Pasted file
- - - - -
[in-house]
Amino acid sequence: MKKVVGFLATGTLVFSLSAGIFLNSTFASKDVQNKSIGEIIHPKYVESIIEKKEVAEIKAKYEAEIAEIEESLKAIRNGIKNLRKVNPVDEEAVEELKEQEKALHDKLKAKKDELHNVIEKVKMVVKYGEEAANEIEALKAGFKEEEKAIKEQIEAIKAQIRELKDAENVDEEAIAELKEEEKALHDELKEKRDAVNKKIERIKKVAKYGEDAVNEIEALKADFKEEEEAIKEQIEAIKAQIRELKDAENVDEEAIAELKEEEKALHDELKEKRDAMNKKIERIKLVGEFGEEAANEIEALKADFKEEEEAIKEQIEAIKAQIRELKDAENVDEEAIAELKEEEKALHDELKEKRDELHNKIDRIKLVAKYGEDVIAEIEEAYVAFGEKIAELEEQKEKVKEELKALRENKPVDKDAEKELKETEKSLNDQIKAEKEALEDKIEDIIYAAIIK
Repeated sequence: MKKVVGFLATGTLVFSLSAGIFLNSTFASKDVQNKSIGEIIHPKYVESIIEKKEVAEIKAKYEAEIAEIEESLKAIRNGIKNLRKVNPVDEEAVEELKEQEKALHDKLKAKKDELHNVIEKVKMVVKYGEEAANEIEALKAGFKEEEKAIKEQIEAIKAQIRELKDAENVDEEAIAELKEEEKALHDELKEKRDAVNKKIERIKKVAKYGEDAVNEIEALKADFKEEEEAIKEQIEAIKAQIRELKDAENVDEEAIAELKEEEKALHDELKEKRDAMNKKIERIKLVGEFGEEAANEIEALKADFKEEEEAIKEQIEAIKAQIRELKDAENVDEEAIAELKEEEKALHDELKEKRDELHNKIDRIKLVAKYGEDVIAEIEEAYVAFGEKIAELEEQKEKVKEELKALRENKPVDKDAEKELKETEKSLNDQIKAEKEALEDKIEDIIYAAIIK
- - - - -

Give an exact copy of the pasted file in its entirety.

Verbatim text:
[in-house]
Amino acid sequence: MKKVVGFLATGTLVFSLSAGIFLNSTFASKDVQNKSIGEIIHPKYVESIIEKKEVAEIKAKYEAEIAEIEESLKAIRNGIKNLRKVNPVDEEAVEELKEQEKALHDKLKAKKDELHNVIEKVKMVVKYGEEAANEIEALKAGFKEEEKAIKEQIEAIKAQIRELKDAENVDEEAIAELKEEEKALHDELKEKRDAVNKKIERIKKVAKYGEDAVNEIEALKADFKEEEEAIKEQIEAIKAQIRELKDAENVDEEAIAELKEEEKALHDELKEKRDAMNKKIERIKLVGEFGEEAANEIEALKADFKEEEEAIKEQIEAIKAQIRELKDAENVDEEAIAELKEEEKALHDELKEKRDELHNKIDRIKLVAKYGEDVIAEIEEAYVAFGEKIAELEEQKEKVKEELKALRENKPVDKDAEKELKETEKSLNDQIKAEKEALEDKIEDIIYAAIIK
Repeated sequence: MKKVVGFLATGTLVFSLSAGIFLNSTFASKDVQNKSIGEIIHPKYVESIIEKKEVAEIKAKYEAEIAEIEESLKAIRNGIKNLRKVNPVDEEAVEELKEQEKALHDKLKAKKDELHNVIEKVKMVVKYGEEAANEIEALKAGFKEEEKAIKEQIEAIKAQIRELKDAENVDEEAIAELKEEEKALHDELKEKRDAVNKKIERIKKVAKYGEDAVNEIEALKADFKEEEEAIKEQIEAIKAQIRELKDAENVDEEAIAELKEEEKALHDELKEKRDAMNKKIERIKLVGEFGEEAANEIEALKADFKEEEEAIKEQIEAIKAQIRELKDAENVDEEAIAELKEEEKALHDELKEKRDELHNKIDRIKLVAKYGEDVIAEIEEAYVAFGEKIAELEEQKEKVKEELKALRENKPVDKDAEKELKETEKSLNDQIKAEKEALEDKIEDIIYAAIIK